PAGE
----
March is “Women in Jazz Month.” It’s also “Women’s History Month.” As the National Museum of American History notes, Ella Fitzgerald was about intersectionality before the term was coined: Fitzgerald succeeded in the male-dominated field of jazz. By overcoming the odds, breaking barriers, and setting precedents, she paved the way for other women to follow … Continue reading Ella Fitzgerald@100
This year marks the centennial birthday of several jazz luminaries, including Ella Fitzgerald, Dizzy Gillespie, Lena Horne and Thelonious Monk. Philharmonic Laureate Conductor Leonard Bernstein was born on August 25, 1918 but the celebrations are already underway. The worldwide festivities will continue until August 25, 2019. Bernstein had a longstanding appreciation of jazz, blues and … Continue reading Leonard Bernstein@100
On June 7, 1979, President Jimmy Carter proclaimed the month of June “Black Music Month.” Every president since then has recognized the contribution of black musicians to the nation’s cultural heritage. In 2009, President Barack Obama changed the month-long celebration to “African-American Music Appreciation Month.” The tradition continues with President Donald Trump: During June, we … Continue reading African-American Music Appreciation Month 2017
Check out John Lewis on the origins of the Modern Jazz Quartet and his six-month job with Ella Fitzgerald.
Founded by the National Museum of American History in 2002, April is Jazz Appreciation Month. The Smithsonian kicks off its celebration with a loving tribute to Ella Fitzgerald, the “First Lady of Song.” To find new ways to celebrate Jazz Appreciation Month, visit Smithsonian Jazz.
This year marks the centennial birthdays of Ella Fitzgerald, Mongo Santamaría, Thelonious Monk and Dizzy Gillespie. The jazz visionaries will be celebrated on Friday, September 30 at 8:00 p.m. at the Merriam Theater. Anne Ewers, President & CEO of the Kimmel Center for the Performing Art, said in a statement: Philadelphia is a revered jazz city and … Continue reading Jazz 100 Celebrates Four Icons
Opened in 1919. the Philadelphia Tribune described the Palais Royal as “the finest colored ball room in America.” On May 4, 1937, the Chick Webb Orchestra, featuring Ella Fitzgerald, played a dance here. In the 1940s, the Palais Royal was the home of the Elate Ballroom, the Elate Club and the Sydney King School of … Continue reading Palais Royal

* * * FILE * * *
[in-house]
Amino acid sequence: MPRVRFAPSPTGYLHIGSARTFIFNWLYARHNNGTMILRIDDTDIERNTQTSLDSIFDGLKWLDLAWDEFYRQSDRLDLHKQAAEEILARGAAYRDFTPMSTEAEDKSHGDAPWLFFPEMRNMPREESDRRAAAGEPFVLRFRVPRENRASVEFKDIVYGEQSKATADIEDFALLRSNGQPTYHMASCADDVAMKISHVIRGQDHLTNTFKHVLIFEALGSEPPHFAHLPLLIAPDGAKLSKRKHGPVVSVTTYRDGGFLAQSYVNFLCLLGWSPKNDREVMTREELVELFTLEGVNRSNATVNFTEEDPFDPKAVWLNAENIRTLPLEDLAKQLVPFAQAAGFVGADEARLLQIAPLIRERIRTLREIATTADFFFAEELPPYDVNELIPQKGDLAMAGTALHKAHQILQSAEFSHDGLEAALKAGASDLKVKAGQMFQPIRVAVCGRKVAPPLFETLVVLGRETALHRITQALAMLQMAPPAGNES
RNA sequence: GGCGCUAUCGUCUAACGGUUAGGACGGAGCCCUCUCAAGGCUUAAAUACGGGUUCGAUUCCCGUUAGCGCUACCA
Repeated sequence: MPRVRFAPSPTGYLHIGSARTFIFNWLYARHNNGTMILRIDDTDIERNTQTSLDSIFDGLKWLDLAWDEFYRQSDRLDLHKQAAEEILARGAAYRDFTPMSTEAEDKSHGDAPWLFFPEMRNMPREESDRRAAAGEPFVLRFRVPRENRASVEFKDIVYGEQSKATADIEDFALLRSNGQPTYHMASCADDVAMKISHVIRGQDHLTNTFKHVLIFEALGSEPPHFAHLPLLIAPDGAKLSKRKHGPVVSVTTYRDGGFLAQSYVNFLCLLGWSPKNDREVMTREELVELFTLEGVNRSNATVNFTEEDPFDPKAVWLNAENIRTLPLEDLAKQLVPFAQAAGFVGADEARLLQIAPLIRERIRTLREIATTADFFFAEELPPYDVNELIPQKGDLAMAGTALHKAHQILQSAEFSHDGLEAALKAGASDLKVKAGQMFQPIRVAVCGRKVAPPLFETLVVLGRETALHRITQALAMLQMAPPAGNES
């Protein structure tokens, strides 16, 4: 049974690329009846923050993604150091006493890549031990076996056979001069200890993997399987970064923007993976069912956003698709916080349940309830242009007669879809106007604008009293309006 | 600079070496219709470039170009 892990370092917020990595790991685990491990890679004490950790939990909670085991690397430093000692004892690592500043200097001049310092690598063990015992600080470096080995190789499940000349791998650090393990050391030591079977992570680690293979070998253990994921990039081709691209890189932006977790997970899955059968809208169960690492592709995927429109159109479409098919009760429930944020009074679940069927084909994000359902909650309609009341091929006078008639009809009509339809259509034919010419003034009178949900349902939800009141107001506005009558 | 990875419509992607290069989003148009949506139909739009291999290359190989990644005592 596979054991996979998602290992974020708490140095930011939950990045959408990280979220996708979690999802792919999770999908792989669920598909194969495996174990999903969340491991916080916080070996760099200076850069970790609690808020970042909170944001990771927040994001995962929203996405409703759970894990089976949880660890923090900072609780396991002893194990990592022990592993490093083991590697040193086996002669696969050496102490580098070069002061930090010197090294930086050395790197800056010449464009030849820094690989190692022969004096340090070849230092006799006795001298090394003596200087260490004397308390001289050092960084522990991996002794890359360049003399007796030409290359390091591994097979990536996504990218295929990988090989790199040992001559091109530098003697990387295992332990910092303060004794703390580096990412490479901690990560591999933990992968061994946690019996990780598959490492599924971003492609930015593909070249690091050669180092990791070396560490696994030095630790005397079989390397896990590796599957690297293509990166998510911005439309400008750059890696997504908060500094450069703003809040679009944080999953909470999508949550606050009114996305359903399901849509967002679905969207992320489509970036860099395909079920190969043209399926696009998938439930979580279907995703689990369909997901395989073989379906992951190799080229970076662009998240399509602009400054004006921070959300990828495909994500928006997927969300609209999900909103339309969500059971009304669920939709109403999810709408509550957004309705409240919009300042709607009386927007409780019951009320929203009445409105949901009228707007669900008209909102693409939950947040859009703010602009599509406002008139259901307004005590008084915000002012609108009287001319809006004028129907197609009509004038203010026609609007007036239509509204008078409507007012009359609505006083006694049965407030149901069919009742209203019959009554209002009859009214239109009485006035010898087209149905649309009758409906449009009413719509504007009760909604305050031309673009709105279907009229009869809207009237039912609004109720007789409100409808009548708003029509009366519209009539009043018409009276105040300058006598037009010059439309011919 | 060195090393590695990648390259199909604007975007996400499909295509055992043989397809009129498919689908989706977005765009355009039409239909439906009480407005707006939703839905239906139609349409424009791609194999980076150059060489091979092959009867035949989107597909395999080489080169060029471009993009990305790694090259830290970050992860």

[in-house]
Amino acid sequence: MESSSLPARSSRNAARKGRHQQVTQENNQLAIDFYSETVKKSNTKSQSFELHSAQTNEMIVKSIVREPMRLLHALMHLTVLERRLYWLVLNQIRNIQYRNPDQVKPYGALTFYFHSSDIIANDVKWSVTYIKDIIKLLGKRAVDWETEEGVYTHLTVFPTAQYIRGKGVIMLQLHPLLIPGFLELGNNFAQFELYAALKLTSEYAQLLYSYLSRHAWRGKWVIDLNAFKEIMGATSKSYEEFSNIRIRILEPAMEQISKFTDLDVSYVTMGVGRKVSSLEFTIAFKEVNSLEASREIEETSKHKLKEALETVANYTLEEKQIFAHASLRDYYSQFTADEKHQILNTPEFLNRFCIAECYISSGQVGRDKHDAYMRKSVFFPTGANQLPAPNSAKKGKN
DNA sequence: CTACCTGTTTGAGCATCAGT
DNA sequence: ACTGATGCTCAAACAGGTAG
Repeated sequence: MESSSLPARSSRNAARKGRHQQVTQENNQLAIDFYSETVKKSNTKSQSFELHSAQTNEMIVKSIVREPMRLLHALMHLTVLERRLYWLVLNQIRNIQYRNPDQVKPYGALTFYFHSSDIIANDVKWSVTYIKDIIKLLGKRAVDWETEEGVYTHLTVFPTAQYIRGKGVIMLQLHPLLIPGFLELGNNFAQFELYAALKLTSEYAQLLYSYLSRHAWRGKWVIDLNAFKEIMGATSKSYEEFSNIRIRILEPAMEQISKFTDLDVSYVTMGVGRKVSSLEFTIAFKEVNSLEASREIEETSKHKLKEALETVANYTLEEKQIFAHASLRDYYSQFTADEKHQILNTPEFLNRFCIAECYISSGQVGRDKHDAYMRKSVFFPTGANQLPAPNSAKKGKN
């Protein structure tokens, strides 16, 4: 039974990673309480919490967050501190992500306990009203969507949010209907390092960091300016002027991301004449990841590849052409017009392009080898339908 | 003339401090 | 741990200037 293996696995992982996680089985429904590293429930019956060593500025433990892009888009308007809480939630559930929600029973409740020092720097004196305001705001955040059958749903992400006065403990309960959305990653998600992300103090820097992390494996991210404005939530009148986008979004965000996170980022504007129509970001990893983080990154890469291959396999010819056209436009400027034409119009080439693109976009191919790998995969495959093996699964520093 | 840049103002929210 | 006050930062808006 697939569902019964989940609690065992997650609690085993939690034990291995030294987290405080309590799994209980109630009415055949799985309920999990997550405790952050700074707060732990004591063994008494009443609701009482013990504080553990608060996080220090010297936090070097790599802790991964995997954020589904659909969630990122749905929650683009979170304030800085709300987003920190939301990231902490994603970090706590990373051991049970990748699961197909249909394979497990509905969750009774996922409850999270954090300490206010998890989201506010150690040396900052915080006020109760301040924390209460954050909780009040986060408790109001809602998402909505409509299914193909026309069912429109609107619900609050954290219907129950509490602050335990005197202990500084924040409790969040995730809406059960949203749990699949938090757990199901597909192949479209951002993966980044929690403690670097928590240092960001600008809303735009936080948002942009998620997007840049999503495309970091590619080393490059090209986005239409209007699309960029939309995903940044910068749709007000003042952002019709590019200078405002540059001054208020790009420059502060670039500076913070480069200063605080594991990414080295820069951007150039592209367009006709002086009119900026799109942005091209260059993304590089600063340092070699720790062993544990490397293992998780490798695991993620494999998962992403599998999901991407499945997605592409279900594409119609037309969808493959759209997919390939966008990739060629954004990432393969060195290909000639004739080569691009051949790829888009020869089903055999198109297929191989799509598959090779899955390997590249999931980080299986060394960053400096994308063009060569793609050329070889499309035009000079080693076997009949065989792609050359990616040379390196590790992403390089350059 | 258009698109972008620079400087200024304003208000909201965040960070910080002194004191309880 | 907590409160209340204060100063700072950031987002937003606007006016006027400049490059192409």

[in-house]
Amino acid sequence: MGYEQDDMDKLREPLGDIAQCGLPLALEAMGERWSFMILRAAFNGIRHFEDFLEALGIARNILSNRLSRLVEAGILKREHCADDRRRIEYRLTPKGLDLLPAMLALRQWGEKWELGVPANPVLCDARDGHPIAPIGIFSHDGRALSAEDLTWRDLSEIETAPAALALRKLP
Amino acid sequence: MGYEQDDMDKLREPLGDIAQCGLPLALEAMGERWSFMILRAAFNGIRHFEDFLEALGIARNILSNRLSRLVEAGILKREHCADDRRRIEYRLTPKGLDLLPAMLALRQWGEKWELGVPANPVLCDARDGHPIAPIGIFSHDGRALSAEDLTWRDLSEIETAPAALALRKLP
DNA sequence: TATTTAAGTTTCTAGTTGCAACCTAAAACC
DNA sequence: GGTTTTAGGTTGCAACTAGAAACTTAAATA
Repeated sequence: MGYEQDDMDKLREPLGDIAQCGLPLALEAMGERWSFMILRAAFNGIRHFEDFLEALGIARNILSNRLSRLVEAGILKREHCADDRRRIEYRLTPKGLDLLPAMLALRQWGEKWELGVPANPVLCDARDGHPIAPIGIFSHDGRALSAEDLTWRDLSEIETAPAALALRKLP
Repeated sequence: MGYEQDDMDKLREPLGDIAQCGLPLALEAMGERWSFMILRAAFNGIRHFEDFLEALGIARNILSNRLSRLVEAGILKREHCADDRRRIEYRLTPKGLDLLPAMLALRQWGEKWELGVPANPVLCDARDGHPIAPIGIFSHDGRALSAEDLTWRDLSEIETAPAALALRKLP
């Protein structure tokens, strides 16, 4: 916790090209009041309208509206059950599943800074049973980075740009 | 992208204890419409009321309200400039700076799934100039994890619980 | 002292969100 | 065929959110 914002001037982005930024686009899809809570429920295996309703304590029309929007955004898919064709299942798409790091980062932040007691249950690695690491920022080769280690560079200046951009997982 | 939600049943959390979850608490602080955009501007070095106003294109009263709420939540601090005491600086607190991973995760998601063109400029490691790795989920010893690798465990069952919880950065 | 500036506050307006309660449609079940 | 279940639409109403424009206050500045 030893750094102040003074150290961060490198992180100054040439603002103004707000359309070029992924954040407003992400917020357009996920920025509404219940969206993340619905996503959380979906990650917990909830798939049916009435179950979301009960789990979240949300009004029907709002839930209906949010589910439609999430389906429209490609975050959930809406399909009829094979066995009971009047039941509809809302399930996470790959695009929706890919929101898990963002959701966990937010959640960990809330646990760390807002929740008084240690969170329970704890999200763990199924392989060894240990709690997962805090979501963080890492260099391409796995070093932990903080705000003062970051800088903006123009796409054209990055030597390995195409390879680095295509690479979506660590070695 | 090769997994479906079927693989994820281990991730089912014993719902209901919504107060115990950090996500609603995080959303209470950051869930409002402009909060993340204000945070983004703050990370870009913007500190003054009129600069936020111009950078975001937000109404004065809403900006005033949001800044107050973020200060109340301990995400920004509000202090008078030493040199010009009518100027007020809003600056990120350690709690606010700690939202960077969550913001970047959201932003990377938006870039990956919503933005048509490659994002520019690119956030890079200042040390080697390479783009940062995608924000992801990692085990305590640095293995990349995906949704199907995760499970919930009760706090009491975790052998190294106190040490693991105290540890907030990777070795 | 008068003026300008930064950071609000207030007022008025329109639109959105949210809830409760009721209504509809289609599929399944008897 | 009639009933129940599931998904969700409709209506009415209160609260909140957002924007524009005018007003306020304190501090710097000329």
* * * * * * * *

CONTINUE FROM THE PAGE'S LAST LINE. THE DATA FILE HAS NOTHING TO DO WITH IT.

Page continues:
The Rendezvous Room was located on the first floor of the Hotel Senator. It was operated by Irvin Wolf from 1947 to 1955. In a piece for the Tri-state Jazz Society, Rabbi Lou Kaplan wrote: Located at 915 Walnut Street in the Hotel Senator, the Rendezvous was owned by jazz enthusiast Lee Guber. It opened … Continue reading Rendezvous Room
The U.S. Postal Service announced that the Sarah Vaughan forever stamp will be issued in 2016: Jazz and pop singer Sarah Vaughan (1924-90) will be commemorated on a forever stamp in the Music Icons series, with 16 stamps in the full pane. The Divine One will join fellow Union Local 274 members Count Basie, John … Continue reading Sarah Vaughan Forever Stamp Will Be Issued in 2016
Under the proprietorship of Stan Cooper, this West Philly jazz spot was hot in the 1950s. It played host to jazz and blues greats such as Duke Ellington, Charlie Parker, Lionel Hampton, Johnny Hodges, Ella Fitzgerald, Lucky Millender, John Coltrane, Dinah Washington, Bull Moose Jackson and Erskine Hawkins. Nat King Cole played several gigs here … Continue reading Club Harlem